Dr. RJ Stevens is a talk show host who visits his family in the deep south. While there he reunites with his brother Otis, his sister Betty, his cousin/rival Clyde and his childhood love interest Lucinda Allen.
Malcolm D. Lee
James Earl Jones
As Carl Black gets the opportunity to move his family out of Chicago in hope of a better life, their arrival in Beverly Hills is timed with that city's annual purge, where all crime is legal for twelve hours.
One candidate for the presidency dies in an accident a couple of weeks before the election. Meanwhile the alderman Mays Gilliam becomes a hero when he rescues a woman and her cat from an old house that would blow up. However his fiancee Kim does not pay his bills and dumps him, and Gilliam loses everything including his fancy car. When Senator Bill Arnot sees the news on television, he plots a scheme with the party advisors Martin Geller and Debra Lassiter to invite Mays to be the party nominee and lose the election for the other candidate, Vice-President Brian Lewis. Four years later, he would be the candidate and would have the chance of winning the election. Mays has a terrible beginning of campaign but when his older brother Mitch Gilliam meets him in Chicago, he advises Mays to be himself. Will he have the chance to be the first African American President of the USA?Written by
Claudio Carvalho, Rio de Janeiro, Brazil
Back in the late 70's and through the early 80's, Richard Pryor made a string of formulaic type movies, the formula being a street-wise black man is unexpectedly placed in a position of great responsibility or privilege for which he is totally unprepared: (Silver Streak, Brewster's Millions, Critical Condition, Bustin Loose). Inevitably, the hero not only succeeds in his newfound role, but excels, all thanks to his streetwise background, which allowed him to confound the numerous white people in these movies who were either thick-headed or cruel mercenaries. This formula, not surprisingly, ran out of gas before Pryor's health started to go downhill, just like the Elvis movie formula did. It was all very unfortunate, because it repackaged Pryor, a true hardcore radical comedian into a middle of the road movie star palatable to a broad based audience. He never reclaimed what he had lost, and neither did Elvis. "Head of State" recycles the same Richard Pryor formula, only updating it to a hip-hop fed generation. Chris Rock plays the Richard Pryor -type character, a Washington DC alderman who catches the attention of Democratic party headquarters as an innovative replacement candidate for the nominee who dies in a plane crash only weeks before the general election. The overall effect is the same watered-down comedy that the RP movies left me with. The backroom cunning and maneuvering is all supposed to look very devious, and Chris Rock turns it all to his advantage, outsmarting the professional politicians at every turn.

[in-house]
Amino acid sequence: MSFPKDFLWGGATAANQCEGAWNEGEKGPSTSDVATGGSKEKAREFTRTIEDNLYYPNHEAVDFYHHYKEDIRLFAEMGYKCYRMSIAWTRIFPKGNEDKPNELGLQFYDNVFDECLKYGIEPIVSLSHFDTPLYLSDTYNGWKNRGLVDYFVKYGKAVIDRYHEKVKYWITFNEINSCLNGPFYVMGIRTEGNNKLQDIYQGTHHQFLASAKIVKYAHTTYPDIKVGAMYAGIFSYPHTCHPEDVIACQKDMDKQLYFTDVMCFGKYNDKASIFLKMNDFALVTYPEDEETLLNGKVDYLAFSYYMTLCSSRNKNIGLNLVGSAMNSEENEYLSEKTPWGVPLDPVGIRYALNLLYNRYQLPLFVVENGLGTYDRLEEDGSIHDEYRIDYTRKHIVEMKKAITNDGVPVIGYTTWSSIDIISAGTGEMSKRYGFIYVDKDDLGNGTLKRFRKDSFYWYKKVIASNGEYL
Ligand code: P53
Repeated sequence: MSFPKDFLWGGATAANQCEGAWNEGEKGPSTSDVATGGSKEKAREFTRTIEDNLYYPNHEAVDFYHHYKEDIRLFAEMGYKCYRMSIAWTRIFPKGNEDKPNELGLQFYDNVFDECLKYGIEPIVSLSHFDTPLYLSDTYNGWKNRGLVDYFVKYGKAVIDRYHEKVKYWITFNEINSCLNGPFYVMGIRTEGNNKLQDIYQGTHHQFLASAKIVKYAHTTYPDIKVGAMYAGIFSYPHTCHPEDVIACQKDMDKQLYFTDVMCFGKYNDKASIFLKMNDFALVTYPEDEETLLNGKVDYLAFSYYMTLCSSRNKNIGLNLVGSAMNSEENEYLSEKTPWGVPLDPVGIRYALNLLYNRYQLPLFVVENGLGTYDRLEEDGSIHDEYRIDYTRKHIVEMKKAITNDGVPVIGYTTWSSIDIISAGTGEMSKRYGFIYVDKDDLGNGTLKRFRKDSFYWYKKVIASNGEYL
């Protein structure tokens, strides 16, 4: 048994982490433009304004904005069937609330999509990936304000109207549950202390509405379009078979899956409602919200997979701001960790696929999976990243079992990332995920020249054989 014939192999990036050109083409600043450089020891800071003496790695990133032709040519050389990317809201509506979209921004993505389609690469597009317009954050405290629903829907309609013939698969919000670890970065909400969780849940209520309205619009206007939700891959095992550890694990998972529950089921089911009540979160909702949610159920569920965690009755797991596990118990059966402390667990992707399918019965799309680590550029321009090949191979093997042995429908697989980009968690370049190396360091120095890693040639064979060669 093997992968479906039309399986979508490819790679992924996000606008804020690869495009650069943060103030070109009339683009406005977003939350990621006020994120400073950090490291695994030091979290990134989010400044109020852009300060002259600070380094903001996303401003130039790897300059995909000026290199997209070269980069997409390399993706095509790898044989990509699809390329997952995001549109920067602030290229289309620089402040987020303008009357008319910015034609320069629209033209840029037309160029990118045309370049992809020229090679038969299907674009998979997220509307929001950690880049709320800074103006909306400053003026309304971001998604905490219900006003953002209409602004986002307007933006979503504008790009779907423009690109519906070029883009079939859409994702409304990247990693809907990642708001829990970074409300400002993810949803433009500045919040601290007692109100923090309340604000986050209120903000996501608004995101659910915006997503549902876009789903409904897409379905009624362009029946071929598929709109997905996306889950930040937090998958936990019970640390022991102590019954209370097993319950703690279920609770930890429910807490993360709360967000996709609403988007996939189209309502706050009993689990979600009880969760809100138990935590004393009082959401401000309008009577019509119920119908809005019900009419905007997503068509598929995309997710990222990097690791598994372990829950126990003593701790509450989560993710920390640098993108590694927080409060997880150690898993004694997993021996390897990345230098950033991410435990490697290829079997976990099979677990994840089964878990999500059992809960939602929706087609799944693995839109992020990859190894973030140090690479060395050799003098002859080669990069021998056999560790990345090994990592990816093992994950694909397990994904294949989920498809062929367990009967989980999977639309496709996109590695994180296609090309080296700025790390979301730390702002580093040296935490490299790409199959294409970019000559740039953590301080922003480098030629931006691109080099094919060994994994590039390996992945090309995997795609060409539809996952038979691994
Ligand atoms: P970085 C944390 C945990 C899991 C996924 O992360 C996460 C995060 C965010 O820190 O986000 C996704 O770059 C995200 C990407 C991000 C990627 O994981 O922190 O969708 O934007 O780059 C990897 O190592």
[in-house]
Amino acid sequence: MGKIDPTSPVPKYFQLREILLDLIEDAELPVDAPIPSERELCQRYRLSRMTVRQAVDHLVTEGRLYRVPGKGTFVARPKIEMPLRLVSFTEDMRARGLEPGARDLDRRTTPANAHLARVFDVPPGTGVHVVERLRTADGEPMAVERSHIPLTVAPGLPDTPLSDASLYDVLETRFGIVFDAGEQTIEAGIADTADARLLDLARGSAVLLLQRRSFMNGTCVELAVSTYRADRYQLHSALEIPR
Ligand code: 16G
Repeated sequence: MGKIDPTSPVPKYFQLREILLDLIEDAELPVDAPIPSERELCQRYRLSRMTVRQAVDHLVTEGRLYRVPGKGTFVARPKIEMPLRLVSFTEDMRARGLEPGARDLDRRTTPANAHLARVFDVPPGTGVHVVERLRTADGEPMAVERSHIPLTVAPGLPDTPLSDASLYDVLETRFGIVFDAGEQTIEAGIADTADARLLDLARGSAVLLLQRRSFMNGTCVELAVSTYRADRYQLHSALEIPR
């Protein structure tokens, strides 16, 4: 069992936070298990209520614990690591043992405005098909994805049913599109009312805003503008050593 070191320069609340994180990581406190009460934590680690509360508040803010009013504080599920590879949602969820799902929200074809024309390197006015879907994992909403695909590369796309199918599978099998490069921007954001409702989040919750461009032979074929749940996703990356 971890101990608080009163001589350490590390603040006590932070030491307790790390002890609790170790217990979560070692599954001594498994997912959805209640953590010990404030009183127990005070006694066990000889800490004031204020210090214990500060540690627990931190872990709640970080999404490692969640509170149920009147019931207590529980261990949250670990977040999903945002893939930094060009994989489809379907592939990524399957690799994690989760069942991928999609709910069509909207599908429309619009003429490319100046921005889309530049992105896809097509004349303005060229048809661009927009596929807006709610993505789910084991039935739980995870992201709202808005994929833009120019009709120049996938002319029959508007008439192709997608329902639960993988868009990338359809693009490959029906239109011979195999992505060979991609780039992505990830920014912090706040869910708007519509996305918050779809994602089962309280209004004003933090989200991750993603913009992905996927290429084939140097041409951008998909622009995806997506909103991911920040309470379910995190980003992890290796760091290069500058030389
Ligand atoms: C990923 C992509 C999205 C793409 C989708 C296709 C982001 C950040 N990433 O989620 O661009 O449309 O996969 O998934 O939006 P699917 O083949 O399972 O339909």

The attempted humor in this movie left me cold and annoyed. There were joking references to the assassination of Malcolm X and JonBenet Ramsey that I guess were supposed to make me laugh. They didn't, and nothing, absolutely nothing, in this movie did. The slapping, punching, and assault & battery incidents are continuous and an assault on the senses. Someone has been watching a lot of 3 Stooges. Robin Givens plays a disgruntled ex-girlfriend of the candidate who is repeatedly victimized. In light of her experiences with Mike Tyson, this seems to hit a new low in bad taste. Rock speechifies in his presidential debate scene on the benefits of knocking children in the head when they misbehave, and receives a standing ovation. Not funny.
The problem with a watered-down movie is that it always hedges its bets, flip-flopping between earthy comedy and the serious tones. This movie, which actually has an interesting premise, would have been a lot better if it had gone way over the top, and not pandered to any sense of reality or decorum, like say for example, "Animal House." Put Chris Tucker or Ice-T in the candidate role, with no attempt to be loved by the audience. Bring the 'hood to the White House, and rename it the Black House. Load it with sex, drugs, rock & roll, and FUN!
I couldn't help but feel cynical about the Hollywood establishment's political vendetta associated with this movie. Chris Rock's opponent has an identifiable Texas twang, is personally venemous and slow-witted. Sound familiar? This same establishment will also back liberal governors and senators with expensive haircuts, but has never seriously gotten behind a black presidential candidate. I guess if you produce a movie about it instead of making it happen, that excuses you.
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